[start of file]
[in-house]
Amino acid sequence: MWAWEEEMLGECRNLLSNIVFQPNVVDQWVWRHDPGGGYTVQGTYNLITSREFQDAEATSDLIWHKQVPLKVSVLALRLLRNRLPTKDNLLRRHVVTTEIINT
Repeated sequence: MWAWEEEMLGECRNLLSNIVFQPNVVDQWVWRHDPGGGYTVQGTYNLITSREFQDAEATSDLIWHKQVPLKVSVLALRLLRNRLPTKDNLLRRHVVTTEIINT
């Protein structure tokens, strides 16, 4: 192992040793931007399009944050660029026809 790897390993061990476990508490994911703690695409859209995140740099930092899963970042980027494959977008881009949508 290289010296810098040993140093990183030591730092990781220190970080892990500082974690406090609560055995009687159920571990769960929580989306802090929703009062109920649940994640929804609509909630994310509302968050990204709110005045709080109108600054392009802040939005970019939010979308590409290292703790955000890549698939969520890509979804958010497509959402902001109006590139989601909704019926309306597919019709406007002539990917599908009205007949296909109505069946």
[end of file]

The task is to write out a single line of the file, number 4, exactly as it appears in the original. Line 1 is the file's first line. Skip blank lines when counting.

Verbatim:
């Protein structure tokens, strides 16, 4: 192992040793931007399009944050660029026809 790897390993061990476990508490994911703690695409859209995140740099930092899963970042980027494959977008881009949508 290289010296810098040993140093990183030591730092990781220190970080892990500082974690406090609560055995009687159920571990769960929580989306802090929703009062109920649940994640929804609509909630994310509302968050990204709110005045709080109108600054392009802040939005970019939010979308590409290292703790955000890549698939969520890509979804958010497509959402902001109006590139989601909704019926309306597919019709406007002539990917599908009205007949296909109505069946």